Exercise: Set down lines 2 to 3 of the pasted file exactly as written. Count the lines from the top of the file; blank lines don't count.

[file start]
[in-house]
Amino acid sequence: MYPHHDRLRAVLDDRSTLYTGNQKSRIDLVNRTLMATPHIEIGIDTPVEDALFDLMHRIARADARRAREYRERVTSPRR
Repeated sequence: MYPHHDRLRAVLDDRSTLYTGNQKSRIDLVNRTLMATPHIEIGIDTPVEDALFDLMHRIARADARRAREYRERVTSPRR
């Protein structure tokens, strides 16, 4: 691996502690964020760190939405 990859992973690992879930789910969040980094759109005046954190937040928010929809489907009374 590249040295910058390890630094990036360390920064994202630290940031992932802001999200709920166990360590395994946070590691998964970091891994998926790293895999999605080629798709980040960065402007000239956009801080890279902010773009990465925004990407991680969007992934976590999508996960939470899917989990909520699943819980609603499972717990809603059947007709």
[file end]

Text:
Amino acid sequence: MYPHHDRLRAVLDDRSTLYTGNQKSRIDLVNRTLMATPHIEIGIDTPVEDALFDLMHRIARADARRAREYRERVTSPRR
Repeated sequence: MYPHHDRLRAVLDDRSTLYTGNQKSRIDLVNRTLMATPHIEIGIDTPVEDALFDLMHRIARADARRAREYRERVTSPRR